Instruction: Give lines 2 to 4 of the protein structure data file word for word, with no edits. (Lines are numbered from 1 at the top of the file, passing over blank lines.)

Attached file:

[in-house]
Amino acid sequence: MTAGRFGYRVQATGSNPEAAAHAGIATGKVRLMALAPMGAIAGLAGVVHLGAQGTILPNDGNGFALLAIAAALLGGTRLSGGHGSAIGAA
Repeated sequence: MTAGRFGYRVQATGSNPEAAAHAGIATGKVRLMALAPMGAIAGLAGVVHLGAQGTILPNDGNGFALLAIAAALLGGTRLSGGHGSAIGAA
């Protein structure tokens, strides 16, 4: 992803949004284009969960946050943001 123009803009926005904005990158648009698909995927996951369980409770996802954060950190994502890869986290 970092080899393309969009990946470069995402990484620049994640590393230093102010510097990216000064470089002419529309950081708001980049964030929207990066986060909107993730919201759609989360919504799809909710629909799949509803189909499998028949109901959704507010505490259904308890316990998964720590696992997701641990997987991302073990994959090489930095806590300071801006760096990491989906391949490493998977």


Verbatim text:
Amino acid sequence: MTAGRFGYRVQATGSNPEAAAHAGIATGKVRLMALAPMGAIAGLAGVVHLGAQGTILPNDGNGFALLAIAAALLGGTRLSGGHGSAIGAA
Repeated sequence: MTAGRFGYRVQATGSNPEAAAHAGIATGKVRLMALAPMGAIAGLAGVVHLGAQGTILPNDGNGFALLAIAAALLGGTRLSGGHGSAIGAA
């Protein structure tokens, strides 16, 4: 992803949004284009969960946050943001 123009803009926005904005990158648009698909995927996951369980409770996802954060950190994502890869986290 970092080899393309969009990946470069995402990484620049994640590393230093102010510097990216000064470089002419529309950081708001980049964030929207990066986060909107993730919201759609989360919504799809909710629909799949509803189909499998028949109901959704507010505490259904308890316990998964720590696992997701641990997987991302073990994959090489930095806590300071801006760096990491989906391949490493998977």